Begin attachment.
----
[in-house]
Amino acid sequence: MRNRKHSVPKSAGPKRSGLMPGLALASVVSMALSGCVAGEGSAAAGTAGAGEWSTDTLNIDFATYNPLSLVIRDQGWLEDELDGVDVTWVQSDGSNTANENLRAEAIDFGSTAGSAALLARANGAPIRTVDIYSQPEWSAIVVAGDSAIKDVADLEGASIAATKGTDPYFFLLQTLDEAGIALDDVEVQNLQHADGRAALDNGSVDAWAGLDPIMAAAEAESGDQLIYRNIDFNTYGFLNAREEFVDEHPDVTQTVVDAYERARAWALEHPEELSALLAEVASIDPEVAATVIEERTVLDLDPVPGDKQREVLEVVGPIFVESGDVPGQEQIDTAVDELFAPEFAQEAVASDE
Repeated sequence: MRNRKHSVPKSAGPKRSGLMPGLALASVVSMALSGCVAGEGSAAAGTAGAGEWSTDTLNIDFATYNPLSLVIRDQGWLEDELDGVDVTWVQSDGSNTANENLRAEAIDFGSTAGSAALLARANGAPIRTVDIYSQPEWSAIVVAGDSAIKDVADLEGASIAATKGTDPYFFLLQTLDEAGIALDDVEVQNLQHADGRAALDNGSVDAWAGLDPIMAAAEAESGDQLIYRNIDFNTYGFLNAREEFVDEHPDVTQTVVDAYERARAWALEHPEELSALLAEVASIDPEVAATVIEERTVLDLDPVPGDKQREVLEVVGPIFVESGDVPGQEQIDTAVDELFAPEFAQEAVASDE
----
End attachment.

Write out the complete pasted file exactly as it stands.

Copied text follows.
[in-house]
Amino acid sequence: MRNRKHSVPKSAGPKRSGLMPGLALASVVSMALSGCVAGEGSAAAGTAGAGEWSTDTLNIDFATYNPLSLVIRDQGWLEDELDGVDVTWVQSDGSNTANENLRAEAIDFGSTAGSAALLARANGAPIRTVDIYSQPEWSAIVVAGDSAIKDVADLEGASIAATKGTDPYFFLLQTLDEAGIALDDVEVQNLQHADGRAALDNGSVDAWAGLDPIMAAAEAESGDQLIYRNIDFNTYGFLNAREEFVDEHPDVTQTVVDAYERARAWALEHPEELSALLAEVASIDPEVAATVIEERTVLDLDPVPGDKQREVLEVVGPIFVESGDVPGQEQIDTAVDELFAPEFAQEAVASDE
Repeated sequence: MRNRKHSVPKSAGPKRSGLMPGLALASVVSMALSGCVAGEGSAAAGTAGAGEWSTDTLNIDFATYNPLSLVIRDQGWLEDELDGVDVTWVQSDGSNTANENLRAEAIDFGSTAGSAALLARANGAPIRTVDIYSQPEWSAIVVAGDSAIKDVADLEGASIAATKGTDPYFFLLQTLDEAGIALDDVEVQNLQHADGRAALDNGSVDAWAGLDPIMAAAEAESGDQLIYRNIDFNTYGFLNAREEFVDEHPDVTQTVVDAYERARAWALEHPEELSALLAEVASIDPEVAATVIEERTVLDLDPVPGDKQREVLEVVGPIFVESGDVPGQEQIDTAVDELFAPEFAQEAVASDE